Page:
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Re: use encoding 'utf8' bug for Latin-1 range

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From:
demerphq
Date:
February 26, 2008 10:11
Subject:
Re: use encoding 'utf8' bug for Latin-1 range
Message ID:
9b18b3110802261011t74a772ces10cd9ceb3ae5bd7e@mail.gmail.com
On 21/02/2008, Juerd Waalboer <juerd@convolution.nl> wrote:
>  If this backwards incompatibility is ruled unimportant, the general
>  assumption would be: ${^ENCODING} acts on literal source code only, and
>  the fix would be to make numeric character values always unicode
>  codepoints. Is this correct?

Im wondering if there isnt another option actually. We could make the
rules for handling \x{} escapes under encoding be context sensitive.
If such an escape is in code such that it would form an illegal utf8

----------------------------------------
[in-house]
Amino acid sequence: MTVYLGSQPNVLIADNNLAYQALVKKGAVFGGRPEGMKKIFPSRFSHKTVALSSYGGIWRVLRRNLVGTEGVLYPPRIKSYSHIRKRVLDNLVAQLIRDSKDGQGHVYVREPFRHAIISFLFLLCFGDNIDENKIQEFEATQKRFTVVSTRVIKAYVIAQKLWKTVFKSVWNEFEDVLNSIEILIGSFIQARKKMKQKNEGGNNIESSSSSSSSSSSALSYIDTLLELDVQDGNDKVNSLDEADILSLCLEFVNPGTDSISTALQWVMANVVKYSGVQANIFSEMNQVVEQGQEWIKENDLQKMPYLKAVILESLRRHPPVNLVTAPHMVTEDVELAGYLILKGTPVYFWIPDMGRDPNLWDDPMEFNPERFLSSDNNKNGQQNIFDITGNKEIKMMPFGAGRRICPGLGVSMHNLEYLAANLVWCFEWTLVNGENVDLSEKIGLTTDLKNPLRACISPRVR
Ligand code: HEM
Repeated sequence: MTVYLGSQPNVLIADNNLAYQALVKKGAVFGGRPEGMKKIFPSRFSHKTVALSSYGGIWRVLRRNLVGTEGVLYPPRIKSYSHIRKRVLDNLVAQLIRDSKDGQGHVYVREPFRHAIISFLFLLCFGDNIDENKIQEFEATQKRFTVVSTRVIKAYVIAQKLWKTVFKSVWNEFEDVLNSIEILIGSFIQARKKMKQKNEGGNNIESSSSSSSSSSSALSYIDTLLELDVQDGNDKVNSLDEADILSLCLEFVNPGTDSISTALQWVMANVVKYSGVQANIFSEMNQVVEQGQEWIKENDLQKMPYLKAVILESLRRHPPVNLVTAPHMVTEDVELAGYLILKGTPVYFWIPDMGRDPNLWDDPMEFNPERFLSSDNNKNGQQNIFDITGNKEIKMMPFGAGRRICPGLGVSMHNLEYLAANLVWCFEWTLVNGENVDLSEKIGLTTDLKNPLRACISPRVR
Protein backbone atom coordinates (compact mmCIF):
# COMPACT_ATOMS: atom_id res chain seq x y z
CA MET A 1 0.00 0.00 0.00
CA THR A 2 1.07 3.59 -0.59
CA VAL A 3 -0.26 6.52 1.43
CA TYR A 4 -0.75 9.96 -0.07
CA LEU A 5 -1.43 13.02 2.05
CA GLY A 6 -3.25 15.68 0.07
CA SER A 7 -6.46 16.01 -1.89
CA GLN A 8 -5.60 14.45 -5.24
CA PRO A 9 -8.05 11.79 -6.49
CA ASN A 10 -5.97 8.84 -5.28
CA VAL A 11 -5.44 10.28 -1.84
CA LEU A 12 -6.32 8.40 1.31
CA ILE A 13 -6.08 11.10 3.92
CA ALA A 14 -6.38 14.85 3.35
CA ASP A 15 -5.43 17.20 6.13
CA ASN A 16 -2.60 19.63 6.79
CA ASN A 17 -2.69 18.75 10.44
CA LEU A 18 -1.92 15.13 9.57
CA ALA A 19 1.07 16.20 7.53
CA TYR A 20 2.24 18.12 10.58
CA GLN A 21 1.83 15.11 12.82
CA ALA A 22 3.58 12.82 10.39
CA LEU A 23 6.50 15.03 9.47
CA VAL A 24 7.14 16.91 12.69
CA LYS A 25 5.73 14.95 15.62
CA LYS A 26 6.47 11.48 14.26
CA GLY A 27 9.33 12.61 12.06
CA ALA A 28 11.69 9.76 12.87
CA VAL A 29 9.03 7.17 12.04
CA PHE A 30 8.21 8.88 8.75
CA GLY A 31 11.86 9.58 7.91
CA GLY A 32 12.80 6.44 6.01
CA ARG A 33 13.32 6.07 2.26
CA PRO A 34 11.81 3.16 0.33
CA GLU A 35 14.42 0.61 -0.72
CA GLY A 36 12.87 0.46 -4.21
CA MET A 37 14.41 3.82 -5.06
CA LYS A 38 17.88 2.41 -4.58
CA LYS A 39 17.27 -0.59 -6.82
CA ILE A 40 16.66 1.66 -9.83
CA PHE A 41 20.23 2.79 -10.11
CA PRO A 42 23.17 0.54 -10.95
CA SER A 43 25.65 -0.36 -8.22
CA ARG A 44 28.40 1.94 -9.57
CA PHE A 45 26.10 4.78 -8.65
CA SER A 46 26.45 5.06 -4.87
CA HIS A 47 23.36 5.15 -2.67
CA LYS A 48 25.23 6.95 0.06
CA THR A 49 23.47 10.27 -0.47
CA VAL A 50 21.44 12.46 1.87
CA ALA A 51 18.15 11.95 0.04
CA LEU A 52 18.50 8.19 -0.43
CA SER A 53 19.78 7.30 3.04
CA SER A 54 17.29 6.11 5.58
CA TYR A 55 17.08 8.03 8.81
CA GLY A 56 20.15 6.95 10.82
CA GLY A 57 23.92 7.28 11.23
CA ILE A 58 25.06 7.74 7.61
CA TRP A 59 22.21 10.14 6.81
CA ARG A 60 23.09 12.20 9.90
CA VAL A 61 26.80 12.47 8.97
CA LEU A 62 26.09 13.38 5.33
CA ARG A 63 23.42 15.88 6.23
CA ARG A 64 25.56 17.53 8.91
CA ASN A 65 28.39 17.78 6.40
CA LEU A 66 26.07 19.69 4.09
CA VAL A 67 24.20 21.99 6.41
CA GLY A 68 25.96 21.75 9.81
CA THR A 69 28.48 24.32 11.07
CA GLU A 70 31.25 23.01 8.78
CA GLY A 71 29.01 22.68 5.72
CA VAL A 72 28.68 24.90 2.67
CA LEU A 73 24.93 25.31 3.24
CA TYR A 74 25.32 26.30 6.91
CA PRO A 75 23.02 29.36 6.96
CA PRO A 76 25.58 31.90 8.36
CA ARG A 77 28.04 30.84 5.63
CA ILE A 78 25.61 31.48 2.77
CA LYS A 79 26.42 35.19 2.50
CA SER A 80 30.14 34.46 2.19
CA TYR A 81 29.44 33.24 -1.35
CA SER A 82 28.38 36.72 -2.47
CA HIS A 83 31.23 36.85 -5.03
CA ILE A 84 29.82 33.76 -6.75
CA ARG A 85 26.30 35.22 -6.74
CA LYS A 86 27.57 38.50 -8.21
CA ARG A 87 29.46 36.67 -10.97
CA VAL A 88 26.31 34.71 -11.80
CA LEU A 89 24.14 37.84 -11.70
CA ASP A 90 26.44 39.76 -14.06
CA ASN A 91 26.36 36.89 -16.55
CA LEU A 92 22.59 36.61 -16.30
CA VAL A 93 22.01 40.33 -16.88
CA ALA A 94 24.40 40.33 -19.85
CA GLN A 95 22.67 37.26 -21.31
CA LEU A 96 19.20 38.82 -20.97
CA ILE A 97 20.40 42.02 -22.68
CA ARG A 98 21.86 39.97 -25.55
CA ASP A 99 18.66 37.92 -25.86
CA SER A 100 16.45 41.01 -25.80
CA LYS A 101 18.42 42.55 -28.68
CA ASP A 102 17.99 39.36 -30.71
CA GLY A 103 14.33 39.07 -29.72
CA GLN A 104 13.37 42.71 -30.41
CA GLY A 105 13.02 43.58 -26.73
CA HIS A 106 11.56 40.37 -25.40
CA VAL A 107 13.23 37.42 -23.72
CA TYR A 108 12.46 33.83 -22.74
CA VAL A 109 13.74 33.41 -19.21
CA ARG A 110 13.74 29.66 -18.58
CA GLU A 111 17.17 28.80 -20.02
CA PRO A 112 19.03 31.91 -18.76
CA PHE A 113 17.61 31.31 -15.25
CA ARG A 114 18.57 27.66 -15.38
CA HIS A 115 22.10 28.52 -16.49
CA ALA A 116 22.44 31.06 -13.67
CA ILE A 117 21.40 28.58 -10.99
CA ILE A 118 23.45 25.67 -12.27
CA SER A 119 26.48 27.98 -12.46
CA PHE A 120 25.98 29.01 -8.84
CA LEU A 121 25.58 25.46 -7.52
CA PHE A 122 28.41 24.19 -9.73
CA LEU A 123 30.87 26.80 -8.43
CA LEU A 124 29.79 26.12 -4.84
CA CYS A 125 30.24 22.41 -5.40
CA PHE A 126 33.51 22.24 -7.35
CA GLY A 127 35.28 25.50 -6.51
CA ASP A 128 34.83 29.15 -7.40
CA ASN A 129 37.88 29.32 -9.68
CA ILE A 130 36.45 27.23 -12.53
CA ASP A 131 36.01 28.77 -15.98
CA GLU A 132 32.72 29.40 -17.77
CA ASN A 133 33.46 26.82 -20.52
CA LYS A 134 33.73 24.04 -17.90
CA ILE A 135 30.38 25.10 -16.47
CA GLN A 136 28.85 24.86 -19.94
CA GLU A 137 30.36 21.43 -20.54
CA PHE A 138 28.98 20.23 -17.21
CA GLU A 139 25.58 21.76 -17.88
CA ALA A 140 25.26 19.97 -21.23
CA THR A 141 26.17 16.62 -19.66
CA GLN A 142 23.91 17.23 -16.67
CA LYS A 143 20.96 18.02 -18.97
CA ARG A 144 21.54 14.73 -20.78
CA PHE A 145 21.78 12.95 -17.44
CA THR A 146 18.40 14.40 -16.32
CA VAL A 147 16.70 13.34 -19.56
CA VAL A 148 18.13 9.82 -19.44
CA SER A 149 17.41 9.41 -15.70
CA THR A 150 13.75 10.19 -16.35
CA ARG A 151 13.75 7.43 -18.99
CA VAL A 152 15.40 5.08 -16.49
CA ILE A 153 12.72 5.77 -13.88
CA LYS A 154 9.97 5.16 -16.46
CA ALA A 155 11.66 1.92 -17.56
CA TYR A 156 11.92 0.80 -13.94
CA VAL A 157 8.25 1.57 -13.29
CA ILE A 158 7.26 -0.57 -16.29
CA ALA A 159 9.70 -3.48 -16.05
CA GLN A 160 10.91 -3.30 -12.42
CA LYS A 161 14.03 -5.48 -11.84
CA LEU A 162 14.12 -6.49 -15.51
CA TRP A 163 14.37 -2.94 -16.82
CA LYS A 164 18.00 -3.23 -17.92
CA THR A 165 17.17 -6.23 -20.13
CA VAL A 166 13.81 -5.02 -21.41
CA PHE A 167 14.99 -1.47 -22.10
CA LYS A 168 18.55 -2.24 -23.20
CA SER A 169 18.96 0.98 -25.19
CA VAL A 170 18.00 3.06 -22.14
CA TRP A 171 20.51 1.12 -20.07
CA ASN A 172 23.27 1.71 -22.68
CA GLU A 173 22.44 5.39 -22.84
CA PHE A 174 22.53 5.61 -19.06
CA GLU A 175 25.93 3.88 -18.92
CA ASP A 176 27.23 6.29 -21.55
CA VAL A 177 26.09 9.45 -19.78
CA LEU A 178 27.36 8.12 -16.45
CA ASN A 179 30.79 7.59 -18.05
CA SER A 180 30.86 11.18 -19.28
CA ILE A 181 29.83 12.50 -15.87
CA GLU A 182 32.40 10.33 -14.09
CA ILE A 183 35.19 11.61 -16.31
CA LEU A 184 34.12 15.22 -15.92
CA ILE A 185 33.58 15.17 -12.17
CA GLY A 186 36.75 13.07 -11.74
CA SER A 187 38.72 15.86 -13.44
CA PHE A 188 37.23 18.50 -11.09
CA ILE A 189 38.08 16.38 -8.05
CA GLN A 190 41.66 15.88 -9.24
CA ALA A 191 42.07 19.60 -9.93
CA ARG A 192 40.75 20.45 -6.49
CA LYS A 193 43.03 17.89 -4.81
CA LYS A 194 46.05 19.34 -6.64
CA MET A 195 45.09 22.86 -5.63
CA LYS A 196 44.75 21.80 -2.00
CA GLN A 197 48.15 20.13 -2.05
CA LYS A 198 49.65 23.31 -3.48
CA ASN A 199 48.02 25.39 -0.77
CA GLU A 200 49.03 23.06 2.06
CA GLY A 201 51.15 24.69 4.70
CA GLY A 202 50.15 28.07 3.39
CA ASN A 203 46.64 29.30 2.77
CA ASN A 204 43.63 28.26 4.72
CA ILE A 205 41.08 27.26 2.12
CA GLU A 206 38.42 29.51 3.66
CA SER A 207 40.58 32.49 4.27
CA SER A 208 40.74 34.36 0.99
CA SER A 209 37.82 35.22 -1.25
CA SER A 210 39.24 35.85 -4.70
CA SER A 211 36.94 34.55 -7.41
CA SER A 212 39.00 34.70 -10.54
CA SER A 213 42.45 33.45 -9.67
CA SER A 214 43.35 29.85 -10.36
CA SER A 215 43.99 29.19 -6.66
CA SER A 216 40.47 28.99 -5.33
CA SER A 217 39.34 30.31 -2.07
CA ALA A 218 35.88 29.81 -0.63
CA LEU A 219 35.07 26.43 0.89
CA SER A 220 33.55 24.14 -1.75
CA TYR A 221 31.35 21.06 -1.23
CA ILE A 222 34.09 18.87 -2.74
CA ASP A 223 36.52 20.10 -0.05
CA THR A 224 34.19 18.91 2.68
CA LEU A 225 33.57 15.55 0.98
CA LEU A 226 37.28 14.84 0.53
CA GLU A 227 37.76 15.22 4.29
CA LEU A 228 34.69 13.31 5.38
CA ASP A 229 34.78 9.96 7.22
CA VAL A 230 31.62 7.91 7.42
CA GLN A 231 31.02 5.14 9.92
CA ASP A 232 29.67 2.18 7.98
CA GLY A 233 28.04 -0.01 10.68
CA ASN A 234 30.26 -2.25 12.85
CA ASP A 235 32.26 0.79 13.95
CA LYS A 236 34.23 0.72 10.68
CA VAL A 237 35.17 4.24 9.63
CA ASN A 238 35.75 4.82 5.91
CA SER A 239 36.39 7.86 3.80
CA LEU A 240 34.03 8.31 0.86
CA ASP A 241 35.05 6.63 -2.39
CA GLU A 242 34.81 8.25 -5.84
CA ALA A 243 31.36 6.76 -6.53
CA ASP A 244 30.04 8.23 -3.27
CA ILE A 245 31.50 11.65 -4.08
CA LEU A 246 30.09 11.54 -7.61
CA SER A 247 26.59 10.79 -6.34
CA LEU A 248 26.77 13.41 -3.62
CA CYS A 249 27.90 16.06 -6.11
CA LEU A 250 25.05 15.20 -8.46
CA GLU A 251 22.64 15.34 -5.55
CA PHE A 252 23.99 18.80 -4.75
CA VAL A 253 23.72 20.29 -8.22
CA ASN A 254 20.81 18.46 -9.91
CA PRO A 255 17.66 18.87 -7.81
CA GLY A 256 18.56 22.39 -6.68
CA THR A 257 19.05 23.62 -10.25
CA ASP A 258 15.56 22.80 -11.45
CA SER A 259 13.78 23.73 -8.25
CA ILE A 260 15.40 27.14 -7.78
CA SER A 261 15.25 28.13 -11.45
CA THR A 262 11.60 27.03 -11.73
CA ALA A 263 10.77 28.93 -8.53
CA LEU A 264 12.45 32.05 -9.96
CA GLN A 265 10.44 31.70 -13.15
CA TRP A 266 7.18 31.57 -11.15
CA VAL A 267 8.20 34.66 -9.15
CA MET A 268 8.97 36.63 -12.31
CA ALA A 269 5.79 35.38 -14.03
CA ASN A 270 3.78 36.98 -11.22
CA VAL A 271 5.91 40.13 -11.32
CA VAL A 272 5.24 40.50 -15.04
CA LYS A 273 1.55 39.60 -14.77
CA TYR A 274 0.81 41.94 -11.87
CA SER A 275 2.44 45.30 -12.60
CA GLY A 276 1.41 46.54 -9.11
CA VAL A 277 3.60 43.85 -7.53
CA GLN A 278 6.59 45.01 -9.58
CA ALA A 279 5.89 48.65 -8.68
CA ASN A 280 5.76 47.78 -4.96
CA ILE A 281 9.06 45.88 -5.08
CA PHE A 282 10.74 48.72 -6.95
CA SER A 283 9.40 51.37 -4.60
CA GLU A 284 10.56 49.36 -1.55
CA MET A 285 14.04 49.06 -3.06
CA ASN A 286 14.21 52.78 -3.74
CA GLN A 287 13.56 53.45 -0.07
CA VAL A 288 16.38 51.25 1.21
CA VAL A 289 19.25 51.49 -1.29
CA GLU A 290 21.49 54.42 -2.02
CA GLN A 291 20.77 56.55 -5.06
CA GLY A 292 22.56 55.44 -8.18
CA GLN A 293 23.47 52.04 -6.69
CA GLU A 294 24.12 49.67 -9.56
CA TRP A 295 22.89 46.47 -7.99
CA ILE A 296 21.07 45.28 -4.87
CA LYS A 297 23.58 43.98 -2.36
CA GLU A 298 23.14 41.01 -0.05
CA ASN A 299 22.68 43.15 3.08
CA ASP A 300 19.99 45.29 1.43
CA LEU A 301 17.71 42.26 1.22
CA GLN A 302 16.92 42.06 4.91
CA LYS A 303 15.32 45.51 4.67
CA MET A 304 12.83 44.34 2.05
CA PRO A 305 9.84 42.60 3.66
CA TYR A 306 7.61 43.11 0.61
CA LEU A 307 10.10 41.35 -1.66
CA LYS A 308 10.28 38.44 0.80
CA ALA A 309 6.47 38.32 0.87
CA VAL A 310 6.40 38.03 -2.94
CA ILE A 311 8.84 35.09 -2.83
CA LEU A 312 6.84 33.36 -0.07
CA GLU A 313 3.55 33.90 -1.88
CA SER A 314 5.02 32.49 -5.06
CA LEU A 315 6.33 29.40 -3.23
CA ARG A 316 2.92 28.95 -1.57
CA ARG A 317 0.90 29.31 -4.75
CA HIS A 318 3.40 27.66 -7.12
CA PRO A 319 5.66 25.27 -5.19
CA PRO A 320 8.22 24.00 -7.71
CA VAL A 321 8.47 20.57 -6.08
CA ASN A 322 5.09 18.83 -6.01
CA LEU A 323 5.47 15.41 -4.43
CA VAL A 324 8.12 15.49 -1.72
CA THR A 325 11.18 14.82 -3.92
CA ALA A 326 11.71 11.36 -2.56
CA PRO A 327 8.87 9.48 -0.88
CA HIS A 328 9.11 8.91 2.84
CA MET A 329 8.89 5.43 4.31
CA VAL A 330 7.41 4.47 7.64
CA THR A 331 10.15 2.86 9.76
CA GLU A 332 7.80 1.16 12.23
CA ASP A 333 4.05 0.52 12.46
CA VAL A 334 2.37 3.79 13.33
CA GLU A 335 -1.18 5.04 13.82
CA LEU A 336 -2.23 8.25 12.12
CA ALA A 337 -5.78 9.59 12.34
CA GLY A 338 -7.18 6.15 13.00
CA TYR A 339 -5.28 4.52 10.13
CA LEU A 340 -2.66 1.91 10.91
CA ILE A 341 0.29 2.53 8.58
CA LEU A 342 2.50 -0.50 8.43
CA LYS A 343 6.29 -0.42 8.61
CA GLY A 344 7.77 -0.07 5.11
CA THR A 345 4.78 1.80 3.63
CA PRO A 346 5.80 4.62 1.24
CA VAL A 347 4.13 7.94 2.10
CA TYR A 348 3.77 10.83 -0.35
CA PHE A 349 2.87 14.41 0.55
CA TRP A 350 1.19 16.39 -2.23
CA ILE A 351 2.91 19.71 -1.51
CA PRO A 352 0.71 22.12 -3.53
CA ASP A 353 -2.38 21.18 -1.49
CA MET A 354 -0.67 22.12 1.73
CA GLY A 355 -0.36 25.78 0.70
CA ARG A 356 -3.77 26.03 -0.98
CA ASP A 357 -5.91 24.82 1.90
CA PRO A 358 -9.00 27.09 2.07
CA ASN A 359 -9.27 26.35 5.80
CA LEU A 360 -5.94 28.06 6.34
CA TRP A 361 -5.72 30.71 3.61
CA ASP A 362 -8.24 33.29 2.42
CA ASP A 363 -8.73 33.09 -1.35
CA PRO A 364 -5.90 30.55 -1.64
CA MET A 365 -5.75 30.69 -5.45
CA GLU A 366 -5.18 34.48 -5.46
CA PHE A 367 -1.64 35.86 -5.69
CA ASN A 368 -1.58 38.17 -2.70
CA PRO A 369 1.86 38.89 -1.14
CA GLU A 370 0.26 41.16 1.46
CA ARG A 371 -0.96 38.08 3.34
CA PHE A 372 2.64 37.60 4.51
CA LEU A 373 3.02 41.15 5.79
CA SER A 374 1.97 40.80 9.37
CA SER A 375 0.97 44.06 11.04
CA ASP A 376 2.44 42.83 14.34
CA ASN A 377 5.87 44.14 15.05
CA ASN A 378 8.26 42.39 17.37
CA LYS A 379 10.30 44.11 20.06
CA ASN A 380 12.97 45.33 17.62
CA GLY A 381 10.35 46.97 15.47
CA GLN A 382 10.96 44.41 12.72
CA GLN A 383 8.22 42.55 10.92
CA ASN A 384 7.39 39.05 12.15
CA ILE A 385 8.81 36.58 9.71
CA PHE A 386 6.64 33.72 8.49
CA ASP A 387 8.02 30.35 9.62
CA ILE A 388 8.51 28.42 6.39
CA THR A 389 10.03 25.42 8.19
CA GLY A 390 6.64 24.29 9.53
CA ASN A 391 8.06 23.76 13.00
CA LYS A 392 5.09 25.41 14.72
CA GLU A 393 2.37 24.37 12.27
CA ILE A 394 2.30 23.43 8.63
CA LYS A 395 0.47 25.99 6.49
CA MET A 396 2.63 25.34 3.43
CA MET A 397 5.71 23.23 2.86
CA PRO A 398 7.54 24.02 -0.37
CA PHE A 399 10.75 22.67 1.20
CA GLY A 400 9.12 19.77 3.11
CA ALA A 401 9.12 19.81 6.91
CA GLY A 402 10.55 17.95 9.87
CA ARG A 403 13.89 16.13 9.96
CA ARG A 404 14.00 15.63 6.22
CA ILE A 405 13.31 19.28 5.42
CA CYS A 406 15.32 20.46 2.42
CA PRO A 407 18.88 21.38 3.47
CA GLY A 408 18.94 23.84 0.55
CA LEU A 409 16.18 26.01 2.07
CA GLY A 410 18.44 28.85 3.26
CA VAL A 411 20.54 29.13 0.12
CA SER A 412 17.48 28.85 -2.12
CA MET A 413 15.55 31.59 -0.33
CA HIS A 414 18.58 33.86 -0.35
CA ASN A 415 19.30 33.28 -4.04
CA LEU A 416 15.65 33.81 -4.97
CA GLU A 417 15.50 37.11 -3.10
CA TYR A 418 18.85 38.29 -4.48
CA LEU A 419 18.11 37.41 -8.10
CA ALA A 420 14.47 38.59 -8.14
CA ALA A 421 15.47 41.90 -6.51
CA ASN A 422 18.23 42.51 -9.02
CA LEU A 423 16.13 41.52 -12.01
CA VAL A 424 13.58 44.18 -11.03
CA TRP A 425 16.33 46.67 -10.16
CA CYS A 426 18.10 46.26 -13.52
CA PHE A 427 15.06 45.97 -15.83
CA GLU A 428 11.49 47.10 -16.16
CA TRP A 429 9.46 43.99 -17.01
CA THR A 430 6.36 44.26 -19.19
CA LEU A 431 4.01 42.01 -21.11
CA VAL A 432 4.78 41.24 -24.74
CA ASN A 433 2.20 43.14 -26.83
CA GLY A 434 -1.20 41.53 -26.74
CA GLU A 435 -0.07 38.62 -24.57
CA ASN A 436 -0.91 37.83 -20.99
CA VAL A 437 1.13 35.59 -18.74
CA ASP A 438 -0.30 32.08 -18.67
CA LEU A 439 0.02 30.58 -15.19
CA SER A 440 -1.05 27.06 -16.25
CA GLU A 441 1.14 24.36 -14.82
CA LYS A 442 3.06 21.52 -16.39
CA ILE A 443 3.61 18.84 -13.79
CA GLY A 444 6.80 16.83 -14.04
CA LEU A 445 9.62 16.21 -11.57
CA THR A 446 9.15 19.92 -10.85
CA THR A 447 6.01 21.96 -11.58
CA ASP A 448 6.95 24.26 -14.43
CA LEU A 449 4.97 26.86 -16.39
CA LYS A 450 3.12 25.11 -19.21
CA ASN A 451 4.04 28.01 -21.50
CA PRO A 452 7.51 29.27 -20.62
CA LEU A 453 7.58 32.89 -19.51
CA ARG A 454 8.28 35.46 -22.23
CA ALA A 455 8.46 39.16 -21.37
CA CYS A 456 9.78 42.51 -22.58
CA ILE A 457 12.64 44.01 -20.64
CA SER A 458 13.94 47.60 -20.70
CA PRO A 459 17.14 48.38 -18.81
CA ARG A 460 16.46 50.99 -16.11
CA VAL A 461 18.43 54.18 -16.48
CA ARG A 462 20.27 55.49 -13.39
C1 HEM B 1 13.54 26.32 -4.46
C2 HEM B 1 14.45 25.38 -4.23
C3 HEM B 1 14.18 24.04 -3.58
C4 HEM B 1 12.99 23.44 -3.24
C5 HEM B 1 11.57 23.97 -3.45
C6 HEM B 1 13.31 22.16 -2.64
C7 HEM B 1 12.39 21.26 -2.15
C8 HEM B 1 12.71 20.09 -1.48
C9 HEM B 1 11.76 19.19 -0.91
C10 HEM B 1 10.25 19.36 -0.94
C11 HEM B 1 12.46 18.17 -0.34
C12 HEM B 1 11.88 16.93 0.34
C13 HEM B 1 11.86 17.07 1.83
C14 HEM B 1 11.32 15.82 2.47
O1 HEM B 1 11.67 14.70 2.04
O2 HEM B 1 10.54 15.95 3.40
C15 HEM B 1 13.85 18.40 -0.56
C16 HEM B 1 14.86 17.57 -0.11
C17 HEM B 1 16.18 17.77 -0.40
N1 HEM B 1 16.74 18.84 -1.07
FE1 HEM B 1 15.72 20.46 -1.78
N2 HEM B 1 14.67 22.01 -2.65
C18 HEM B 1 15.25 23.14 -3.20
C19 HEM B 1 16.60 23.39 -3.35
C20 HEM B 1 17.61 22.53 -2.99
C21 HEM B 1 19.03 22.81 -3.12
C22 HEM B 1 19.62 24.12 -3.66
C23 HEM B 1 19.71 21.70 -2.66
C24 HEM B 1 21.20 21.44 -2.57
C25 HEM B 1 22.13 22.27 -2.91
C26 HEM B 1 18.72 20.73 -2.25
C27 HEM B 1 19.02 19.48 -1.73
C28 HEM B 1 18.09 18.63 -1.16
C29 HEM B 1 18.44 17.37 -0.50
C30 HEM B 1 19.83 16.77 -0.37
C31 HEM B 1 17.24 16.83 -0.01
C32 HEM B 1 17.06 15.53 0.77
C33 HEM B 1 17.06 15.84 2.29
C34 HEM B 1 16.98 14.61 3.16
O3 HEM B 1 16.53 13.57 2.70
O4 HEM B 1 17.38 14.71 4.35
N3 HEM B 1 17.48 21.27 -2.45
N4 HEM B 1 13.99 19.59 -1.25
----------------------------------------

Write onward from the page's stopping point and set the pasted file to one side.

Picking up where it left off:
sequence then it is treated as a codepoint and not an octet. If it
would form a valid utf8 seqence then it is treated as a octet.

Thus:

"A \x{FF} B"

would be treated as a codepoint and

"A \x{c2}\x{a2} B"

would be treated as the utf8 encoding for chr(0xA2).

This would probably not break anyones program and might fix a few at
the same time.

And if people want the actual codepoints C2 and A2 they can use
\N{U+C2} to obtain it*

Cheers,
yves
Looking into this i noticed that under normal circumstances \N{U+C2}
does not return a utf8 string, which i find quite odd. I would expect
any string with an \N{} escape in it to be utf8. I should probably
file a bug about it.


-- 
perl -Mre=debug -e "/just|another|perl|hacker/"

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